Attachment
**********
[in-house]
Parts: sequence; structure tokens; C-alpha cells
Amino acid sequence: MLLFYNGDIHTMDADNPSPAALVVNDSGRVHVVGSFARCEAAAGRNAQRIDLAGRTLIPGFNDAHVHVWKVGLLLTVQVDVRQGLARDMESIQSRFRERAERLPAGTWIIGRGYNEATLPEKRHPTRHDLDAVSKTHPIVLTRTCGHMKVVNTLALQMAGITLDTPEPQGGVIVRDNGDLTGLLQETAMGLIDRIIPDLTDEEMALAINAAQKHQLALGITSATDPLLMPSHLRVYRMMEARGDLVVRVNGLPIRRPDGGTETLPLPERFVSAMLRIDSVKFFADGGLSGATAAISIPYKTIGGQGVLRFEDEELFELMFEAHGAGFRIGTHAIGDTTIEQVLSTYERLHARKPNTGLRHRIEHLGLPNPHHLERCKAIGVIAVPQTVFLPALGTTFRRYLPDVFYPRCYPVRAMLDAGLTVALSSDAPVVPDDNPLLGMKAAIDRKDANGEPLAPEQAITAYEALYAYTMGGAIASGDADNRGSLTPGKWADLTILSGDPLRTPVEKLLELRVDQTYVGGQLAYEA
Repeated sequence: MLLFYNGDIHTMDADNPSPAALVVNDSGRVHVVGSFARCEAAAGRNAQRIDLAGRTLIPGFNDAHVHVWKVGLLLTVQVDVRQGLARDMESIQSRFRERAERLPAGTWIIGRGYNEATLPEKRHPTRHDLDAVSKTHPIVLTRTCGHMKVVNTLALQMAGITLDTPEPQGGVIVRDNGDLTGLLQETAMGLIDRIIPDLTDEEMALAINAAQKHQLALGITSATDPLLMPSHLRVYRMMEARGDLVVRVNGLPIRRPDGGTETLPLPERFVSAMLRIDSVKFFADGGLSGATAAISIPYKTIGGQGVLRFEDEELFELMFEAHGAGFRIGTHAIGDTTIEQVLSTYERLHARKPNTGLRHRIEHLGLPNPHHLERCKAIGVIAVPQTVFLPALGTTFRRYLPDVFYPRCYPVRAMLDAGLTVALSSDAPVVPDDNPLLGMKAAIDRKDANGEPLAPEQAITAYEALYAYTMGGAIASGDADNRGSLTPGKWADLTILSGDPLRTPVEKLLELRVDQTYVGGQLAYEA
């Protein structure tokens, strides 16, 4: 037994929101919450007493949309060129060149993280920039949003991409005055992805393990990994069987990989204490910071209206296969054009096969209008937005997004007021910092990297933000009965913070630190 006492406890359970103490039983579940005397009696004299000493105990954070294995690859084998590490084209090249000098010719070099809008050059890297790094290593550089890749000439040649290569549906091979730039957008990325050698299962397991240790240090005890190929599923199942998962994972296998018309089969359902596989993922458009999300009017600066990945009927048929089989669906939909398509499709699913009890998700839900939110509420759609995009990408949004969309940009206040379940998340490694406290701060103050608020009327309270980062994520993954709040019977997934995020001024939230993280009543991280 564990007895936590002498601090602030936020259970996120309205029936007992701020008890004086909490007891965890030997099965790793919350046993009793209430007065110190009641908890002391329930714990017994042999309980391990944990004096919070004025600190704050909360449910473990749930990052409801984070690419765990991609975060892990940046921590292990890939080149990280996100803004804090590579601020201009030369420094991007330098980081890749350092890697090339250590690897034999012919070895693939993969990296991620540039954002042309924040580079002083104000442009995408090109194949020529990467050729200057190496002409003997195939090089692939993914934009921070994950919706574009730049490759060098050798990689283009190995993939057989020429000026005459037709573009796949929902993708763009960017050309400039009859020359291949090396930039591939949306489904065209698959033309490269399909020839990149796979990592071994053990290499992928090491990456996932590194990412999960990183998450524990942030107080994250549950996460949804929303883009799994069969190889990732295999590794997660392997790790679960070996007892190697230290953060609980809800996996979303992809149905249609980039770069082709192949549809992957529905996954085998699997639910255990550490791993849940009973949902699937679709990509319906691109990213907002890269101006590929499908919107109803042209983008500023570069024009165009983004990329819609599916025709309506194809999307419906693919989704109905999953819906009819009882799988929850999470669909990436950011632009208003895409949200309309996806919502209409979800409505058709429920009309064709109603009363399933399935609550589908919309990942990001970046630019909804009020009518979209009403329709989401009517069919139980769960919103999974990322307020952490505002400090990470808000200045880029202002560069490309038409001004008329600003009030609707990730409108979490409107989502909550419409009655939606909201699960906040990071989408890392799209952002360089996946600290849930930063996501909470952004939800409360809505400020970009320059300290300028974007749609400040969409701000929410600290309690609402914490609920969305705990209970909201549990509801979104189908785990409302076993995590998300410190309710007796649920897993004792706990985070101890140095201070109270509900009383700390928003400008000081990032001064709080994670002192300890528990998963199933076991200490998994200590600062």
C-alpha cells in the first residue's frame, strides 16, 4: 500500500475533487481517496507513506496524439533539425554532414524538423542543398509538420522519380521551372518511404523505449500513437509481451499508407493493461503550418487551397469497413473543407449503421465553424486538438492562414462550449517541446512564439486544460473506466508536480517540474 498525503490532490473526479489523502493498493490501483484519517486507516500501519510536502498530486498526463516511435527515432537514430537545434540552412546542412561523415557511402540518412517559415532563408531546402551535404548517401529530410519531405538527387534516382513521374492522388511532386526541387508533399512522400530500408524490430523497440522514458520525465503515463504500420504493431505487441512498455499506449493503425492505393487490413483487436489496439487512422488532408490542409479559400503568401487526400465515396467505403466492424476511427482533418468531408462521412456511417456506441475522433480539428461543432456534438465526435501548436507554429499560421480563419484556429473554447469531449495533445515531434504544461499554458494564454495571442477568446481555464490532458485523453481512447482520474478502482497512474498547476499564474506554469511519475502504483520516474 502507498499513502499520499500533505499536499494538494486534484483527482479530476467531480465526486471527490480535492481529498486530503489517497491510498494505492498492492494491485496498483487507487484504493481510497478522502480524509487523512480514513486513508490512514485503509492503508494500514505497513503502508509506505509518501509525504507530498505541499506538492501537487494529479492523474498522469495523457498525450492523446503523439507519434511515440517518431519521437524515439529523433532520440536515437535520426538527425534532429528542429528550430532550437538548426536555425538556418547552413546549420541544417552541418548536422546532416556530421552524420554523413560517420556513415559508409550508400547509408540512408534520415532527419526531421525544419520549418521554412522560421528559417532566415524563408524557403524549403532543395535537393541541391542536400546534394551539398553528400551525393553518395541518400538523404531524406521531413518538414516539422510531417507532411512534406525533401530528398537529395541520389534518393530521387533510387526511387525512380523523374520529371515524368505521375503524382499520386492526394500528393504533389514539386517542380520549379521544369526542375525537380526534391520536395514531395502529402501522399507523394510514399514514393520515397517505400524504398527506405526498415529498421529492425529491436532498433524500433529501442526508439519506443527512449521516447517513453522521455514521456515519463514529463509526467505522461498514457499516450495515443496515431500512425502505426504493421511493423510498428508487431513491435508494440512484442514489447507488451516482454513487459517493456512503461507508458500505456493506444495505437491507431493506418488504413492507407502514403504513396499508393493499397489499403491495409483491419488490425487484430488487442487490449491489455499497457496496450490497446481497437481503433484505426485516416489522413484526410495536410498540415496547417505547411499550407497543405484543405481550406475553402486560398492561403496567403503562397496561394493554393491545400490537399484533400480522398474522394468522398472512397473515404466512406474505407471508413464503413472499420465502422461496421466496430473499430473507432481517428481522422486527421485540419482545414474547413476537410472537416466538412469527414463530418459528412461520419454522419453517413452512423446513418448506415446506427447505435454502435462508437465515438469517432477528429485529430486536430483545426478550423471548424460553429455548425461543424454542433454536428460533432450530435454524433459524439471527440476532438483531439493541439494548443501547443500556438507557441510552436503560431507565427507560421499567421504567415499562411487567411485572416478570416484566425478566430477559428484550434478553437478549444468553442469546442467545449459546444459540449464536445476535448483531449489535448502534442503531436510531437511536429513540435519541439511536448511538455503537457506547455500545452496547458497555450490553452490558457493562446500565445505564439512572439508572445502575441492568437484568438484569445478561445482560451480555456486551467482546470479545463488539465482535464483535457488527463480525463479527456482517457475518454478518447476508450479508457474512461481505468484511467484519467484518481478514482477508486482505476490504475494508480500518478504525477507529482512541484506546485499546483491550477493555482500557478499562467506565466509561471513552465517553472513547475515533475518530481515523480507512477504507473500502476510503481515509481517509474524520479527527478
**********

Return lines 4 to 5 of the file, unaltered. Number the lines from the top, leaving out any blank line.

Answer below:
Repeated sequence: MLLFYNGDIHTMDADNPSPAALVVNDSGRVHVVGSFARCEAAAGRNAQRIDLAGRTLIPGFNDAHVHVWKVGLLLTVQVDVRQGLARDMESIQSRFRERAERLPAGTWIIGRGYNEATLPEKRHPTRHDLDAVSKTHPIVLTRTCGHMKVVNTLALQMAGITLDTPEPQGGVIVRDNGDLTGLLQETAMGLIDRIIPDLTDEEMALAINAAQKHQLALGITSATDPLLMPSHLRVYRMMEARGDLVVRVNGLPIRRPDGGTETLPLPERFVSAMLRIDSVKFFADGGLSGATAAISIPYKTIGGQGVLRFEDEELFELMFEAHGAGFRIGTHAIGDTTIEQVLSTYERLHARKPNTGLRHRIEHLGLPNPHHLERCKAIGVIAVPQTVFLPALGTTFRRYLPDVFYPRCYPVRAMLDAGLTVALSSDAPVVPDDNPLLGMKAAIDRKDANGEPLAPEQAITAYEALYAYTMGGAIASGDADNRGSLTPGKWADLTILSGDPLRTPVEKLLELRVDQTYVGGQLAYEA
């Protein structure tokens, strides 16, 4: 037994929101919450007493949309060129060149993280920039949003991409005055992805393990990994069987990989204490910071209206296969054009096969209008937005997004007021910092990297933000009965913070630190 006492406890359970103490039983579940005397009696004299000493105990954070294995690859084998590490084209090249000098010719070099809008050059890297790094290593550089890749000439040649290569549906091979730039957008990325050698299962397991240790240090005890190929599923199942998962994972296998018309089969359902596989993922458009999300009017600066990945009927048929089989669906939909398509499709699913009890998700839900939110509420759609995009990408949004969309940009206040379940998340490694406290701060103050608020009327309270980062994520993954709040019977997934995020001024939230993280009543991280 564990007895936590002498601090602030936020259970996120309205029936007992701020008890004086909490007891965890030997099965790793919350046993009793209430007065110190009641908890002391329930714990017994042999309980391990944990004096919070004025600190704050909360449910473990749930990052409801984070690419765990991609975060892990940046921590292990890939080149990280996100803004804090590579601020201009030369420094991007330098980081890749350092890697090339250590690897034999012919070895693939993969990296991620540039954002042309924040580079002083104000442009995408090109194949020529990467050729200057190496002409003997195939090089692939993914934009921070994950919706574009730049490759060098050798990689283009190995993939057989020429000026005459037709573009796949929902993708763009960017050309400039009859020359291949090396930039591939949306489904065209698959033309490269399909020839990149796979990592071994053990290499992928090491990456996932590194990412999960990183998450524990942030107080994250549950996460949804929303883009799994069969190889990732295999590794997660392997790790679960070996007892190697230290953060609980809800996996979303992809149905249609980039770069082709192949549809992957529905996954085998699997639910255990550490791993849940009973949902699937679709990509319906691109990213907002890269101006590929499908919107109803042209983008500023570069024009165009983004990329819609599916025709309506194809999307419906693919989704109905999953819906009819009882799988929850999470669909990436950011632009208003895409949200309309996806919502209409979800409505058709429920009309064709109603009363399933399935609550589908919309990942990001970046630019909804009020009518979209009403329709989401009517069919139980769960919103999974990322307020952490505002400090990470808000200045880029202002560069490309038409001004008329600003009030609707990730409108979490409107989502909550419409009655939606909201699960906040990071989408890392799209952002360089996946600290849930930063996501909470952004939800409360809505400020970009320059300290300028974007749609400040969409701000929410600290309690609402914490609920969305705990209970909201549990509801979104189908785990409302076993995590998300410190309710007796649920897993004792706990985070101890140095201070109270509900009383700390928003400008000081990032001064709080994670002192300890528990998963199933076991200490998994200590600062």